During a conversation, he pointed to the rooftops which had water tanks. “For every 250 litres of water an Israeli household gets, the Palestinian equivalent will be around 48 litres.”
“They make it so bad that they hope we will leave. But I have nowhere else to go. This is my home.”
We pass by a group of kids playing. They give us the sweetest smiles and enthusiastically wave hello. We go to click a photograph and a few of them shout with alarm, “No, no. Don’t take photo.” A lady with us blew them a flying kiss, with pure innocence they grin and return the gesture.
I remember reading that Hebron is like a movie set with no actors. Yet, nothing prepared us for reality.
Abandoned. Eerie. Desolate. Deserted. Run down. A ghost town.
Israel has implemented a strict segregationist policy in Hebron, and the Palestinians residing here are extremely marginalised. The settlers deliberately pick fights with them, and this gives the police the legitimate right to come knocking on their doors, in the night, and drag them out.
We met the owner of a shop who told us that his store has been attacked and ransacked on several occasions, over the past years, and the wares sometimes destroyed.
Another man showed us the bullet scar on his leg.
We had lunch in Mr M’s house. He lives there with his entire family. He told us that he has been beaten black and blue on numerous occasions, by the police.
At one time, an Israeli settler put a gun to his head. When he lodged a complaint with the Israeli police, they asked him for the name of the aggressor. Despite seeing the incident captured on military camera installations, the police registered the case against an “anonymous” attacker, since Mr M could not produce the full name. The next day, in the street, the settler grinned and made a gesture at him.
Every time the sound of bullets is heard, he tells his children that they are wedding celebrations. He instructs them to greet the military and police with a “Shalom.” As long as he can, he wants to protect his children from harsh realities and not instill fear in them.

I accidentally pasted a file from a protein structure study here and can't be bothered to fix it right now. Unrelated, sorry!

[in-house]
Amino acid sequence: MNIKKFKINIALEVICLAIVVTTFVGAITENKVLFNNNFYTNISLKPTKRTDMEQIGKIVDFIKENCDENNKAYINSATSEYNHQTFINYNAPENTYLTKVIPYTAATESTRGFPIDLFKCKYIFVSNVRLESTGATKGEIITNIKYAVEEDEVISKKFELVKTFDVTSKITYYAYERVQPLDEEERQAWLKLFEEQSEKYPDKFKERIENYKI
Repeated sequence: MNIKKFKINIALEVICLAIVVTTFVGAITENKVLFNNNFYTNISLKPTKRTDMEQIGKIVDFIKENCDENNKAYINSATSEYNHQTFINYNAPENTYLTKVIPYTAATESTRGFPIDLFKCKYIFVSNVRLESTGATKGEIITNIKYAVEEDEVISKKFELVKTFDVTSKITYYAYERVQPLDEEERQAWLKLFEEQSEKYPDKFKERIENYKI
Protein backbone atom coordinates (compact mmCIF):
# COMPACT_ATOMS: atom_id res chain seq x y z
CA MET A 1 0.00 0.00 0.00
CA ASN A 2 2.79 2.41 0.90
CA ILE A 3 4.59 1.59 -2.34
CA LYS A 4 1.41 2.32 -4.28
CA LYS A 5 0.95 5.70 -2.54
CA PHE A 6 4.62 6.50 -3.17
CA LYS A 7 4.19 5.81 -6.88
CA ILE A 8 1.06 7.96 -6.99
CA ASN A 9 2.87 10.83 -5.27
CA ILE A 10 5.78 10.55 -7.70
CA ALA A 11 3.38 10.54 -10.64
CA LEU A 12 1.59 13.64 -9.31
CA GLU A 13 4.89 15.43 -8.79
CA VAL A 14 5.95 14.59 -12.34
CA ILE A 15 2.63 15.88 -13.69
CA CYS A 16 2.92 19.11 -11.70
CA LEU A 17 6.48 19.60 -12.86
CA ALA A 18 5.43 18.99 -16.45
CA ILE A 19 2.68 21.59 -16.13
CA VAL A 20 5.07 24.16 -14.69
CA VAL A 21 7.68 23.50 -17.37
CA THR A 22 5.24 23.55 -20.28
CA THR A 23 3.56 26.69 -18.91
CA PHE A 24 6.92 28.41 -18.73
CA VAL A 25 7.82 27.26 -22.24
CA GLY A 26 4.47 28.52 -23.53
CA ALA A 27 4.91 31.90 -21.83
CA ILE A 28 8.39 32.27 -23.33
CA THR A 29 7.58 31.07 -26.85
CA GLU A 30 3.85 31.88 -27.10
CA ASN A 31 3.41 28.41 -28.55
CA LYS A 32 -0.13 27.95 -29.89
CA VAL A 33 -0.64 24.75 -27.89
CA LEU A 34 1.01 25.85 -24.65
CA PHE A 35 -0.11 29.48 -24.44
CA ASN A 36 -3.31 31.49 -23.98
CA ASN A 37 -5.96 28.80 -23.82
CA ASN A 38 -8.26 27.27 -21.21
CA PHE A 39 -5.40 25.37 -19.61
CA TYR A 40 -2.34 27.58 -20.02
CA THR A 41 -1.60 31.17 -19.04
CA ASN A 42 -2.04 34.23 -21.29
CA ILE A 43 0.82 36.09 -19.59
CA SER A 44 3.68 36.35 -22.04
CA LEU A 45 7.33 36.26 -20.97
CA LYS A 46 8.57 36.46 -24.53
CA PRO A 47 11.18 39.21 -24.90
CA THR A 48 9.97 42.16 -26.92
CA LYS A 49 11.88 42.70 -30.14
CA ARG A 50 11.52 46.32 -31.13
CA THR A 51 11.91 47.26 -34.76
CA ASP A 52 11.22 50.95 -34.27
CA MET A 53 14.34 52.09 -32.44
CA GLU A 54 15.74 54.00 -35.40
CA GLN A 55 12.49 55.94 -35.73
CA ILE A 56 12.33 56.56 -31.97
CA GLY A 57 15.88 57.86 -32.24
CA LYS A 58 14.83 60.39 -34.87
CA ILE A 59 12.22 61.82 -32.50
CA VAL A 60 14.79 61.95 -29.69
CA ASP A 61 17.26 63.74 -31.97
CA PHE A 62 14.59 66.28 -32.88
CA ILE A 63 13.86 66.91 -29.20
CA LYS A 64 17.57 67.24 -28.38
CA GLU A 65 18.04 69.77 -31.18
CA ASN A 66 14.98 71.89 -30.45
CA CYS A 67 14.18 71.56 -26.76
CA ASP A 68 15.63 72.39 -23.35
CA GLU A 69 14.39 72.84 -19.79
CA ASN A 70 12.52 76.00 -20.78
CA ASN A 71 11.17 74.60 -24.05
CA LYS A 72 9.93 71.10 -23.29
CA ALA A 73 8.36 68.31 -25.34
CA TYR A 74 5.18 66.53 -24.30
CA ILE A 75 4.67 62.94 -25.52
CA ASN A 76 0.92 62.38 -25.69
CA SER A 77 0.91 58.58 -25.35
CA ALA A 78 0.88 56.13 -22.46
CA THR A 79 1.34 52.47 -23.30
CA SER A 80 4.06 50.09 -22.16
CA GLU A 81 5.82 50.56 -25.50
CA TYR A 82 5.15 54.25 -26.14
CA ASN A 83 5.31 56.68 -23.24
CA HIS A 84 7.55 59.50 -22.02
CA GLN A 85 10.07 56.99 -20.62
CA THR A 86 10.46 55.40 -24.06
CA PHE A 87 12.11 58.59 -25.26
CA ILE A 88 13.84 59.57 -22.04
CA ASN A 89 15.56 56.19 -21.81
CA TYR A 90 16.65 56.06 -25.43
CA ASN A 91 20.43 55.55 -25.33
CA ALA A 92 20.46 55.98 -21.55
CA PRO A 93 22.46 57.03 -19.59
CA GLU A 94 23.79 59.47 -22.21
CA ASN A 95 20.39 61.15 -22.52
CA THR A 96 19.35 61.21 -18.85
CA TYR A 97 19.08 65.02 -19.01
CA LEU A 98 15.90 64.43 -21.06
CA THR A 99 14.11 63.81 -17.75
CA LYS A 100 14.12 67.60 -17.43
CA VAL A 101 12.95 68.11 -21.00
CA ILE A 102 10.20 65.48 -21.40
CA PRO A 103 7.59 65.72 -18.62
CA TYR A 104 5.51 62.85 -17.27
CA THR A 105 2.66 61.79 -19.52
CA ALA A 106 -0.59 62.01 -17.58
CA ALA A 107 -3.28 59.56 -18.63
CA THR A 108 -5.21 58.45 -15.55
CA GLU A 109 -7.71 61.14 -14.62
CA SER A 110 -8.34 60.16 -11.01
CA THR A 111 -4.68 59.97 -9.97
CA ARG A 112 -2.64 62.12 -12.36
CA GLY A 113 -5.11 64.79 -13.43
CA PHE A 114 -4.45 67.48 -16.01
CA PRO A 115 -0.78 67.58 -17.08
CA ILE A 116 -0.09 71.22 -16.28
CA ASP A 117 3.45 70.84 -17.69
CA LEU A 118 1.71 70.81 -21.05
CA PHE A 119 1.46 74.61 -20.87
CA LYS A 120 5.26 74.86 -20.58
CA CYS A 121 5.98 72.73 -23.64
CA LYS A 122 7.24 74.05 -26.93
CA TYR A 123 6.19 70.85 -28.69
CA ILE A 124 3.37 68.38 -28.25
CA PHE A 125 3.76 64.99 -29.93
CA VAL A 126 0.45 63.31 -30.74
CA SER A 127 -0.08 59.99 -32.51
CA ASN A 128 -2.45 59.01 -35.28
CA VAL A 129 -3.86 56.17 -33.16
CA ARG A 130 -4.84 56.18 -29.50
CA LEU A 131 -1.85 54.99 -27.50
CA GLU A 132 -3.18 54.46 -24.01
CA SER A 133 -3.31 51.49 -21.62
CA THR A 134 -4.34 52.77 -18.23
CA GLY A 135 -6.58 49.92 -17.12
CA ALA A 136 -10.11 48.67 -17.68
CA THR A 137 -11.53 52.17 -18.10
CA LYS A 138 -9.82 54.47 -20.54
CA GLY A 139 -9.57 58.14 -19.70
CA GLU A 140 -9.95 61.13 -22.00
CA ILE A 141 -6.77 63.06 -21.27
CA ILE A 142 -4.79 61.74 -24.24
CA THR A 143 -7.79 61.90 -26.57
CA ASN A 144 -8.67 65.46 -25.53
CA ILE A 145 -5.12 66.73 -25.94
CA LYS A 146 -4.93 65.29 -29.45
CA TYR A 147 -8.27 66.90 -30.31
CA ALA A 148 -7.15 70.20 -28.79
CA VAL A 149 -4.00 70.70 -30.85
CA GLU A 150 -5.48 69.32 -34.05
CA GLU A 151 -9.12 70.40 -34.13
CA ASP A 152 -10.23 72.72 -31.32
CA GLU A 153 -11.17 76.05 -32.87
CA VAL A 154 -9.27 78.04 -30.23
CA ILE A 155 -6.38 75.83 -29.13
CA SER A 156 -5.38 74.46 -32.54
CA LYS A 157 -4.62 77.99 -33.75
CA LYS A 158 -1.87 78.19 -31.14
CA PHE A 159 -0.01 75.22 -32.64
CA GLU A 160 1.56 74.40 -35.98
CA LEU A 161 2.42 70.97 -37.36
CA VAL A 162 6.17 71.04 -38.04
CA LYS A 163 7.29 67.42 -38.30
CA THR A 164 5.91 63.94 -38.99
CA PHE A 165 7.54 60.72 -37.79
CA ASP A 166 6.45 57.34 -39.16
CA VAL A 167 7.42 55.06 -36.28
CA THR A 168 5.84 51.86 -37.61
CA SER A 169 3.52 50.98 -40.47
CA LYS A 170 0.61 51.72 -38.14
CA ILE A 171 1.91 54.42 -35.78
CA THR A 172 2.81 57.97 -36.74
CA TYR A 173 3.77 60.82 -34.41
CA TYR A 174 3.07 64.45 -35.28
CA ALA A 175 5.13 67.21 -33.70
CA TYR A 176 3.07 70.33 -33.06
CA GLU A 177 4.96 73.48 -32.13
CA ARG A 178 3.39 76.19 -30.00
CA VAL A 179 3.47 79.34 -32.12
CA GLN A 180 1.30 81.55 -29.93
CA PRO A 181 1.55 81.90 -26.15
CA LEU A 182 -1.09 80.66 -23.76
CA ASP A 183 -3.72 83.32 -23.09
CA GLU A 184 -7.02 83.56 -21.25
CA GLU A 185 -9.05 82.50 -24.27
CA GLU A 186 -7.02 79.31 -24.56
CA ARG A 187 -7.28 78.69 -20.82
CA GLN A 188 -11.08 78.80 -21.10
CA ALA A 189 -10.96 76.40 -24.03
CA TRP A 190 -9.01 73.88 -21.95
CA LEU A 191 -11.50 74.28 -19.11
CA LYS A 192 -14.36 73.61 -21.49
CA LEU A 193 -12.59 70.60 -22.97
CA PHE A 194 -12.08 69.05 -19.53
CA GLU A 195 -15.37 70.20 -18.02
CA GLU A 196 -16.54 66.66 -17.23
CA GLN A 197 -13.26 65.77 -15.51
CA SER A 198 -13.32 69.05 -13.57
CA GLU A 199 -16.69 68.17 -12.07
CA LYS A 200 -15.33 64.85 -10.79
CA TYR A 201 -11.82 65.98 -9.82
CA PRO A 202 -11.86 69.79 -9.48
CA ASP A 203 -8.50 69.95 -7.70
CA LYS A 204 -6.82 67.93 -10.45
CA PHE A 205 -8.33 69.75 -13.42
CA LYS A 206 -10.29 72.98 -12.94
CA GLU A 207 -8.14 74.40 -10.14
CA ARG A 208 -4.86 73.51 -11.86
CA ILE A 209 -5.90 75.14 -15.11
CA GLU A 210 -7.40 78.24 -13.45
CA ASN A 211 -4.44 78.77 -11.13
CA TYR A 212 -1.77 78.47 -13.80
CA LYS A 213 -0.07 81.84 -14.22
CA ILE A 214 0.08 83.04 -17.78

In the market, there is a small stretch with shops owned and run by Palestinians. Israeli settlers have moved into houses above the bazaar and toss garbage, eggs, dirty water, used diapers, and sometimes pour urine, onto the street below. As a result, the shopkeepers have had to put up sheets of corrugated iron. In no time, the Israeli authorities got them dismantled and prohibited such coverings. Hence, a wire mesh to prevent the “big” trash from falling in front of their shops has to suffice.
The harassment of the Palestinians is done with the sole aim of getting them to flee in frustration and replacing them with more settlers.
It is impossible to not leave Hebron with a heavy heart.
The Palestinians could be Druze, Christians, Muslims, or Bedouins. But, they are human, like you and me. They are faced with tumultuous circumstances and very real threats which are ugly, stressful, and often violent.
Children are not spared either. Bedouin children have been thrashed by settlers, on the way to school. Due to international pressure, the military was forced to accompany the children, to prevent physical abuse.